Derek van der Kooy
- Salk Institute, La Jolla, CA, U.S., Research Fellow in Behavioural Neurobiology, 1980-1981.
- Cambridge University, Cambridge, U.K., Research Fellow in Neurochemical Pharmacology, 1980.
- Erasmus University Rotterdam and University of Toronto, PhD in Anatomy, 1980.
- University of British Columbia, MSc in Psychology, 1976.
MY RESEARCH OVERVIEW (GO TO SCIENTIFIC OVERVIEW)
The Development and Function of the Nervous System
In academia, researchers can end up isolated in their departments, detached from what people are doing in other academic communities. The Donnelly Centre facilitates community and communication, and staves off intellectual isolation and opens up a world of new possibilities and discoveries.
Our lab carries out various neuroscience and developmental biology research projects, and has had a history of collaborating. Our lab has collaborative publications with six other Donnelly Centre labs. In particular, we have worked with bioengineering l and genomics labs to understand stem cell lineages and expand specific stem and progenitor cells. The ultimate hope for stem cell research is the use of these endogenous stem cells to replace cells lost to damage or disease.
Our lab has three main areas of interest: learning and memory, developmental and stem cell biology, and the neurobiology of motivation. With respect to learning and memory, we use the power and specificity of modern molecular genetics to reveal the component processes of learning and memory. We are working on whether we can separate associative from non-associative learning, short- from long-term memory, and learning and memory in one sensory modality from that in another sensory modality. In terms of stem cell biology, my lab investigates the nature of stem cells (embryonic and adult), the concept of immortal cells, and the differentiation of embryonic stem cells, which are capable of forming any tissue in the body, to neural stem cells. Indeed, we have discovered the most primitive neural stem cell – th efirst neural cell in the developeing brain. More recently, we discovered adult retinal stem cells in the eye, as well as separate adult pancreatic stem cells. These stem cells may be sued in the future to treat blindness and diabetes. Finally, we are studying the neurobiology of motivation with the overall hypothesis that separate neural mechanisms underlie rewards in naïve versus deprived conditions such as opiates in drug-naïve versus drug-dependent and -deprived organisms.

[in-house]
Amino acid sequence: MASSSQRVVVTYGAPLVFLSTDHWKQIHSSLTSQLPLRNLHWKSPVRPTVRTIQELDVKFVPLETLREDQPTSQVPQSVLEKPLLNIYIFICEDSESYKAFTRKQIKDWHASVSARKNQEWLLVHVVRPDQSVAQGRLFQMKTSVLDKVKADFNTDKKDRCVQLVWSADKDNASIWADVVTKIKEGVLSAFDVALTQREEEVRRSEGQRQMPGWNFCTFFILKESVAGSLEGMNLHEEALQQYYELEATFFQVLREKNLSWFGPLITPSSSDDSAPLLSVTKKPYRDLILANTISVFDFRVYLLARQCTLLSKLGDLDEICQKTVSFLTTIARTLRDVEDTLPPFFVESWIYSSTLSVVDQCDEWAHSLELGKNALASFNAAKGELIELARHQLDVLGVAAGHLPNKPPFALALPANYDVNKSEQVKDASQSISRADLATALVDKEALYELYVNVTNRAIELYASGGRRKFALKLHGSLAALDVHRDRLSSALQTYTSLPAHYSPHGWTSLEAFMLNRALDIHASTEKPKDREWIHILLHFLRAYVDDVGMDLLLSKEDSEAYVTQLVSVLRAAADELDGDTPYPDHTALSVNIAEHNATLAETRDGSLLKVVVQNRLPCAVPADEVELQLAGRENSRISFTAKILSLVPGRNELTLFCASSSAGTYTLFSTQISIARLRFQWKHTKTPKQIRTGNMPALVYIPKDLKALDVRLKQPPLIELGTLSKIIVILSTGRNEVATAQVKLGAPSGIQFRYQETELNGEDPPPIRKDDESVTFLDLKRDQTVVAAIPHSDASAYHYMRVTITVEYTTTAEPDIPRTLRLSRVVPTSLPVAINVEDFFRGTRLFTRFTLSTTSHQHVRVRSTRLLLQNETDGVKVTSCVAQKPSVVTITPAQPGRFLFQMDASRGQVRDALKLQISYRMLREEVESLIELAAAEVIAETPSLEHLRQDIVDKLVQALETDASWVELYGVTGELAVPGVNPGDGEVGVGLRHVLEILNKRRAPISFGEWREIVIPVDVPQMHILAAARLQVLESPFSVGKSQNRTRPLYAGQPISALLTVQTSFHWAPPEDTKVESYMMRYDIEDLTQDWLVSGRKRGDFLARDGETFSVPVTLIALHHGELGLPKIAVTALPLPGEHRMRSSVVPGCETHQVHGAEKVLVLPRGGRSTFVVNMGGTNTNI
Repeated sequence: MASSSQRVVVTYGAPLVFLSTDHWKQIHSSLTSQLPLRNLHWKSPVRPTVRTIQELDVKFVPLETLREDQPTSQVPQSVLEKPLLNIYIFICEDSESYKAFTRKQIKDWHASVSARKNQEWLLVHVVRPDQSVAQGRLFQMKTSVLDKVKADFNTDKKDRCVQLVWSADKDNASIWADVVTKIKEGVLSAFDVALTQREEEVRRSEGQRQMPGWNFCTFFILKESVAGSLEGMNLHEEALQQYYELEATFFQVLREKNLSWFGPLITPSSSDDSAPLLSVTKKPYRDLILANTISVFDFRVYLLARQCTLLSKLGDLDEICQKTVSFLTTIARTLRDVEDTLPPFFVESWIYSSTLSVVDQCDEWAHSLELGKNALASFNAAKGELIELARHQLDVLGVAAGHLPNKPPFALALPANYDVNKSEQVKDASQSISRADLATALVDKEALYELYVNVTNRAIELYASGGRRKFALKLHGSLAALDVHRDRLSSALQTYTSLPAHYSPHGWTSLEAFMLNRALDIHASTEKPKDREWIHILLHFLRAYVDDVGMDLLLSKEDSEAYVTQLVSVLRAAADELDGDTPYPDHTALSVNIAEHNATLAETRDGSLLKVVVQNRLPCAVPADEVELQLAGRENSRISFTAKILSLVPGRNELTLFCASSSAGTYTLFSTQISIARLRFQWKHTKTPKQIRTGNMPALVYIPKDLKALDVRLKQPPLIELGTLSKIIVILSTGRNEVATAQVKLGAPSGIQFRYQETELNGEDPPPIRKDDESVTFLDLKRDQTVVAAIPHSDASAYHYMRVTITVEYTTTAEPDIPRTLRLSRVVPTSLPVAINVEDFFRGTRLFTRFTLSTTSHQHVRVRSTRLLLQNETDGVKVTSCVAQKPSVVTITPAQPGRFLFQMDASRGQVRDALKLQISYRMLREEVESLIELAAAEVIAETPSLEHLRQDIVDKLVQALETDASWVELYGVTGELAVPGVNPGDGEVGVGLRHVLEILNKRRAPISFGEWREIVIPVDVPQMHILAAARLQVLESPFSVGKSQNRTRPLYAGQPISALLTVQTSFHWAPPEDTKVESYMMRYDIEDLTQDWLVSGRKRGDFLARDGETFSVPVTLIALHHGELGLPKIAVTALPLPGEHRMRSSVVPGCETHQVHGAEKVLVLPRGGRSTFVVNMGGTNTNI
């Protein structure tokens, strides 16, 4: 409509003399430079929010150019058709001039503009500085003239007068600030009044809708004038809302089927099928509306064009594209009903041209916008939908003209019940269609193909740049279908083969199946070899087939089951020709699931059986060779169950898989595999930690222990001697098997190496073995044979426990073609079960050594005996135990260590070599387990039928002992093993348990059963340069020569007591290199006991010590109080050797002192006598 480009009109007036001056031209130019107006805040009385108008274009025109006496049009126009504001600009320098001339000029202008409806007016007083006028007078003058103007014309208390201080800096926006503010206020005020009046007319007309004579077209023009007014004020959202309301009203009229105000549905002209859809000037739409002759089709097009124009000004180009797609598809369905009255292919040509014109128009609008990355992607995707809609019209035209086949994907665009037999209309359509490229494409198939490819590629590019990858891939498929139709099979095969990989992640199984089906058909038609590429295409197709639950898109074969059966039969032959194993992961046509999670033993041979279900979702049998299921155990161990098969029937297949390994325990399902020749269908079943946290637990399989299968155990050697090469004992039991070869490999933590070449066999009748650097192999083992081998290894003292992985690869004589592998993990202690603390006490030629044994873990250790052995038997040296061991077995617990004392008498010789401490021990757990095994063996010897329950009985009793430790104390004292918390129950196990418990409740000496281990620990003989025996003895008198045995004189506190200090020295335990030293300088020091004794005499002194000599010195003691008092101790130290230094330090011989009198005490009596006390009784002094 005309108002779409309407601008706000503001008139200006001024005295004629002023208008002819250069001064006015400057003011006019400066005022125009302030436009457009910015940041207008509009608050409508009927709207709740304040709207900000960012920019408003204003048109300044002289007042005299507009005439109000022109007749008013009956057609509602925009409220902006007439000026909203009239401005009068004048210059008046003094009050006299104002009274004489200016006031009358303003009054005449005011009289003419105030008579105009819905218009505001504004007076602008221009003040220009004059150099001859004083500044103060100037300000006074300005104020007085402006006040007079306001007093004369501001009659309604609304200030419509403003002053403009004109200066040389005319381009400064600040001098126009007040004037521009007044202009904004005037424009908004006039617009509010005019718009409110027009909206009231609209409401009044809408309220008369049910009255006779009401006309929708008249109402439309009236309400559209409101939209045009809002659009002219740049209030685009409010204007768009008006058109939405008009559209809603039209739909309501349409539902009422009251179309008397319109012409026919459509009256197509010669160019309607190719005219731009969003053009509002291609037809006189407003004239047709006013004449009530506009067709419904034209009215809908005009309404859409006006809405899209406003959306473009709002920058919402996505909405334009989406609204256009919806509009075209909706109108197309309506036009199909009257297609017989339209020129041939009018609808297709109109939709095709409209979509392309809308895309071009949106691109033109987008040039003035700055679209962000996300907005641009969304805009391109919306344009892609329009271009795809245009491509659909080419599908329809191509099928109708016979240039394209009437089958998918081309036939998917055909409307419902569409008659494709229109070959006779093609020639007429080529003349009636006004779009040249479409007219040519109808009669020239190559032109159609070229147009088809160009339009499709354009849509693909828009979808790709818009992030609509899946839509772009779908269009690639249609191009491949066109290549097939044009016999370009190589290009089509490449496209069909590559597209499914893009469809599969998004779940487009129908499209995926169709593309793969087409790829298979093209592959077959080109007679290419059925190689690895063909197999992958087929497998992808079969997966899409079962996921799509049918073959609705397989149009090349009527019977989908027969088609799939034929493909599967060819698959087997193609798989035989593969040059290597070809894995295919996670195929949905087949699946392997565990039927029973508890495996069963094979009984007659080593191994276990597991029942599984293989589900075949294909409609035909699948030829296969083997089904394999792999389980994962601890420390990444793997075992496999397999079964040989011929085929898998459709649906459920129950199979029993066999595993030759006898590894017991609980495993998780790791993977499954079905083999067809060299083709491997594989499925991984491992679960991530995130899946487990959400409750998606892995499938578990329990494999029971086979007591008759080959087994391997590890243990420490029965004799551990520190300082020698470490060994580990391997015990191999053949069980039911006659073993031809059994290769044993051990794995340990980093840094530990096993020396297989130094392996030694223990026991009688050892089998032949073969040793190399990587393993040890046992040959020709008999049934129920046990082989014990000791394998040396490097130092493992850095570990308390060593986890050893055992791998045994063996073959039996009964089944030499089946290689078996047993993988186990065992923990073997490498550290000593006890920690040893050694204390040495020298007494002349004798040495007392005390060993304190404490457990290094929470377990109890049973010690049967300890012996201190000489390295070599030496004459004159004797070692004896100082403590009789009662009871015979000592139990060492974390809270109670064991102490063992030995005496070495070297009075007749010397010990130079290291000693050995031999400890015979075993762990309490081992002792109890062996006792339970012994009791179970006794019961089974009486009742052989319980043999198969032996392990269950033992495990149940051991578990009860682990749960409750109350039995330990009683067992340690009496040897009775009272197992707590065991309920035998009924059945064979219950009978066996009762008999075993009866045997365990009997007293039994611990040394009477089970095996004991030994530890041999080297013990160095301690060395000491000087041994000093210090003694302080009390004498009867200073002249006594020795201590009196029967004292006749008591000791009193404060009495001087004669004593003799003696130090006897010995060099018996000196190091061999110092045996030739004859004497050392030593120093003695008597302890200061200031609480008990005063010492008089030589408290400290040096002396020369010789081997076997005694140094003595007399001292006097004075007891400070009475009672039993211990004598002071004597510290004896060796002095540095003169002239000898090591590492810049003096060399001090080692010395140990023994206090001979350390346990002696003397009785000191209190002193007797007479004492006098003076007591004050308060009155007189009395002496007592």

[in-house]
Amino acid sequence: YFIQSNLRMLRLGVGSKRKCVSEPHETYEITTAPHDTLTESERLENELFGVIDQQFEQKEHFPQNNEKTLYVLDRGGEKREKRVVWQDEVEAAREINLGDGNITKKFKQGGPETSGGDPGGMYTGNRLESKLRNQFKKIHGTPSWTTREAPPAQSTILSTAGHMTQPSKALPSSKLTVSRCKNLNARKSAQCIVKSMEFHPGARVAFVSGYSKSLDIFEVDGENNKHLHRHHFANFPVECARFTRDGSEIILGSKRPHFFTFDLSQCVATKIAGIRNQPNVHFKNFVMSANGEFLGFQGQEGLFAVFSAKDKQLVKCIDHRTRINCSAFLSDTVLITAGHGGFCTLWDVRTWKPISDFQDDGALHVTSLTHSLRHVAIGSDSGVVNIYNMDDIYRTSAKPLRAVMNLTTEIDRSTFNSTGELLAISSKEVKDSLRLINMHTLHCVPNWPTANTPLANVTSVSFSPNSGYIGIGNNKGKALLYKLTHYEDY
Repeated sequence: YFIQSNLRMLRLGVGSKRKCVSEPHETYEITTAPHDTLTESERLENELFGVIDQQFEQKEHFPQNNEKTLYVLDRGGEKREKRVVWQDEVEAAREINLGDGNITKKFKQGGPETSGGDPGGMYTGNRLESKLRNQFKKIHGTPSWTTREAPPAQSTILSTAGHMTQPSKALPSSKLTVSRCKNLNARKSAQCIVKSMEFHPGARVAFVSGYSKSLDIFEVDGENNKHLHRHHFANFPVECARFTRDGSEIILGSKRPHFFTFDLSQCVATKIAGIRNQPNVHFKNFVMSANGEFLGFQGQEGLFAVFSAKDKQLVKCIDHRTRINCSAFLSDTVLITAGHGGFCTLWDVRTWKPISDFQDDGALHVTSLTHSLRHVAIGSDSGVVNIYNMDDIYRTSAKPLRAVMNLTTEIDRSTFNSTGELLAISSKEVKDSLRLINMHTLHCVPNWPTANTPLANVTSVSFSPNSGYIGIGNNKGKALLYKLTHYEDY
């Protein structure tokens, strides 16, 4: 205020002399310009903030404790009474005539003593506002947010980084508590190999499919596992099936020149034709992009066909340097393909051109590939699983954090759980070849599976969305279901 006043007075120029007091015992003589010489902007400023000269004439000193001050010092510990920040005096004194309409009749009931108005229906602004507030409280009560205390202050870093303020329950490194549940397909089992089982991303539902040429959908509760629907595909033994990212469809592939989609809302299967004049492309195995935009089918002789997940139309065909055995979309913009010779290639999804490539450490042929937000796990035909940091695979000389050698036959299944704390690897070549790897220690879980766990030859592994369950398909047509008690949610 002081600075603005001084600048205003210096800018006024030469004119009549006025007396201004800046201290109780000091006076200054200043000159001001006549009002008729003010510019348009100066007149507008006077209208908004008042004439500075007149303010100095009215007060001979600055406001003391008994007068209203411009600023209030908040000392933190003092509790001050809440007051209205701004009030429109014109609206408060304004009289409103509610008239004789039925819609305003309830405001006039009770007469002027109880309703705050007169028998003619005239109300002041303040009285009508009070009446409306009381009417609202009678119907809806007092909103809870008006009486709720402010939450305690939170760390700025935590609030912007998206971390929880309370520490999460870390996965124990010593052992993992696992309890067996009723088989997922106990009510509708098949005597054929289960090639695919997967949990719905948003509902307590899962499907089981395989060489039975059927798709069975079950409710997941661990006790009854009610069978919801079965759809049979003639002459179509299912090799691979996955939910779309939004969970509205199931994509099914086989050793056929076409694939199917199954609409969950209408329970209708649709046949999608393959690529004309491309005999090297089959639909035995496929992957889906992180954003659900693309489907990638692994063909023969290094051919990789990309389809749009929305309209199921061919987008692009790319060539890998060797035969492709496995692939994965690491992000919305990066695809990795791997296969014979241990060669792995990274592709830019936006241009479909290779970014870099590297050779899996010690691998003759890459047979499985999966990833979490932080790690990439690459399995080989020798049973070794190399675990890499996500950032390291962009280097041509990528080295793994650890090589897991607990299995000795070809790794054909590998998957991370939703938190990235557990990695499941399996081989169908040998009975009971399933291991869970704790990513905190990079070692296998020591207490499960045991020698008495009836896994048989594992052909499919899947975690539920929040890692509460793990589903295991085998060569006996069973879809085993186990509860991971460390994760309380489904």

SCIENTIFIC RESEARCH OVERVIEW
The van der Kooy lab has three main areas of research interest: Neural Development & Stem Cell Biology, the Neurobiology of Motivation, and Learning and Memory Genes.
1. Neural Development & Stem Cell Biology
With respect to Neural Development & Stem Cell Biology we are interested in asymmetric cell division, retinal stem cells, pancreatic stem cells, as well as cell lineage and brain development. Our lab is interested in the lineage steps in the development of the mammalian brain from totipotent embryonic stem (blastocyst) cells to neural stem cells to more restricted neural progenitor cells that make neurons and glia. Of particular interest are the earliest steps in the production of self-renewing neural stem cells from mouse embryonic stem cells, in terms of discovering and testing novel candidate neural determination genes. Neural stem cells also are present in adult and even elderly mammalian brains, and these stem cells are being localized in adult brains and being characterized in terms of their transcriptomes, proliferative kinetics and growth factor requirements in vivo and in vitro. Finally, adult neural stem cells can produce new neurons and glia in adult mammalian brains in vivo and we are testing the ability of these new cells to re-establish function in animal models of human neurological disorders. Our lab discovered adult mouse and human pancreatic stem cells, whose progeny have the ability to produce new endocrine insulin producing cells that may be useful in treating diabetes in the future. Our lab was the first to report retinal stem cells in the adult mouse and human eye. This work has resulted in the ability to grow retinal stem cells in large numbers in the lab and differentiate them into all the different cell types in the retina. More remarkable we found a way to activate retinal stem cells resident in the eye.